26 June, 2017 - 12:17

By paying those who work in care a Living Wage Plus we can recruit and retain experienced staff and start to close the gender pay gap.  Alison Johnstone MSP

Scottish Green MSPs are welcoming a Holyrood committee report on the pay gap between men and women, which says that childcare and social care workers should be paid more than the living wage.

At last year's Holyrood election, the Greens called for a Living Wage Plus of £9.20 an hour for care workers, and put this issue to a vote in parliament in a debate in April this year but SNP and Lib Dem MSPs voted it down.

Today's report from Holyrood's Economy Committee also warns that there continues to be a pattern of women working in low-paid sectors known as the 5 Cs: cleaning, caring, catering, clerical and cashiering. 

It says that to have a "transformational effect on reducing the gender pay gap, serious consideration should be given to increasing wages in care beyond the living wage to more accurately reflect the value of the work undertaken."

And it says "all businesses should not only strive to be living wage employers themselves but should also encourage those in the supply chain to pay the living wage."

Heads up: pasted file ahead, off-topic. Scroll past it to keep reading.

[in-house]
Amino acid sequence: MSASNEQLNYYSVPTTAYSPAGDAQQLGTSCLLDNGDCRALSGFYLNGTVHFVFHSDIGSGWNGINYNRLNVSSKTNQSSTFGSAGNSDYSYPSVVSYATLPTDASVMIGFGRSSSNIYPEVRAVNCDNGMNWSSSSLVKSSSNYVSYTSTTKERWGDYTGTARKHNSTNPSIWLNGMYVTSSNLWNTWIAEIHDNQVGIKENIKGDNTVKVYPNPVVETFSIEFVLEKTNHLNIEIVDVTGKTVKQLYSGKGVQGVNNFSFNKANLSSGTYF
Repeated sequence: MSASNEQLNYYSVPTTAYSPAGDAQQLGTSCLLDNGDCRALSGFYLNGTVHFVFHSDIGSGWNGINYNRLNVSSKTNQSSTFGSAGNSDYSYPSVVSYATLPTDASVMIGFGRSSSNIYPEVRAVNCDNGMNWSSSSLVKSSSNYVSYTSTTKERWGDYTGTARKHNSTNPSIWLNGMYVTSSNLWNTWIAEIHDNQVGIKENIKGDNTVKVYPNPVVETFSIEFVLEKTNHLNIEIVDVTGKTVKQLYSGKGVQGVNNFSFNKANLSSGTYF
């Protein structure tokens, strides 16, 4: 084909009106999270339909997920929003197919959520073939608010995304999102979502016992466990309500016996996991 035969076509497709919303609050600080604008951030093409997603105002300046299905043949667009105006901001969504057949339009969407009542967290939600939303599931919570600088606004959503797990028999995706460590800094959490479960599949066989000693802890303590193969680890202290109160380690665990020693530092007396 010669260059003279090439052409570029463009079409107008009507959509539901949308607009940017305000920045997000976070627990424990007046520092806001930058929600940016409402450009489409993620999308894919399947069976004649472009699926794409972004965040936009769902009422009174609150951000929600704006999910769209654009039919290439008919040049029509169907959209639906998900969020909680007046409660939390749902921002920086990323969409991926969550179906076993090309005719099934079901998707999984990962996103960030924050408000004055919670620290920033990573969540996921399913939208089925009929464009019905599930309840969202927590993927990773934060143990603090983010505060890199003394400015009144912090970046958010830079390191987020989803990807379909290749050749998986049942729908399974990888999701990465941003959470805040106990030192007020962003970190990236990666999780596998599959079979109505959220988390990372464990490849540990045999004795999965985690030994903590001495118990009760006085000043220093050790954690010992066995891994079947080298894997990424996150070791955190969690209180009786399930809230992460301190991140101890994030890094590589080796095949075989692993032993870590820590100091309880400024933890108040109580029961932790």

Alison Johnstone MSP, Health and Social Care spokesperson for the Scottish Greens, said:

"In Scotland, 20 per cent of women earn less than the living wage, compared to 14 per cent of men. Sectors such as care and cleaning are dominated by female workers and have long been poorly paid. By tackling low pay we can tackle the gender pay gap. 

"Social care is essential to people’s health and dignity, and childcare gives people employment and education opportunities, yet there remains a vast gap between the value of care and the pay received. By paying those who work in care a Living Wage Plus we can recruit and retain experienced staff and start to close the gender pay gap. 

"The fact we still have such a gap in the year 2017 is nothing short of a disgrace. Businesses and their supply chains must make greater efforts to help close the gap."

 

 

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